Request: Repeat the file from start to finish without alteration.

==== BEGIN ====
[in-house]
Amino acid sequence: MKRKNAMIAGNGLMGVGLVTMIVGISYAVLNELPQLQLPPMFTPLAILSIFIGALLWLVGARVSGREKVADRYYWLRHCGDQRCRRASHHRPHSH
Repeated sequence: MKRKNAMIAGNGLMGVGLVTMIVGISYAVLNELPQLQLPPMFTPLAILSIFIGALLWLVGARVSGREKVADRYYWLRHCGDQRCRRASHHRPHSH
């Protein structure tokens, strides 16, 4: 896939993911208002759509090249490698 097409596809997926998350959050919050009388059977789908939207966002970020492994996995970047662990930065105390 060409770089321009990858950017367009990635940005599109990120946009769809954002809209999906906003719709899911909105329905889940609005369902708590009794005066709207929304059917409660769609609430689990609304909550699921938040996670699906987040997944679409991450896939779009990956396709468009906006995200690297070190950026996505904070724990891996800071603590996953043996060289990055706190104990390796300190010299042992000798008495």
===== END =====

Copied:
[in-house]
Amino acid sequence: MKRKNAMIAGNGLMGVGLVTMIVGISYAVLNELPQLQLPPMFTPLAILSIFIGALLWLVGARVSGREKVADRYYWLRHCGDQRCRRASHHRPHSH
Repeated sequence: MKRKNAMIAGNGLMGVGLVTMIVGISYAVLNELPQLQLPPMFTPLAILSIFIGALLWLVGARVSGREKVADRYYWLRHCGDQRCRRASHHRPHSH
């Protein structure tokens, strides 16, 4: 896939993911208002759509090249490698 097409596809997926998350959050919050009388059977789908939207966002970020492994996995970047662990930065105390 060409770089321009990858950017367009990635940005599109990120946009769809954002809209999906906003719709899911909105329905889940609005369902708590009794005066709207929304059917409660769609609430689990609304909550699921938040996670699906987040997944679409991450896939779009990956396709468009906006995200690297070190950026996505904070724990891996800071603590996953043996060289990055706190104990390796300190010299042992000798008495």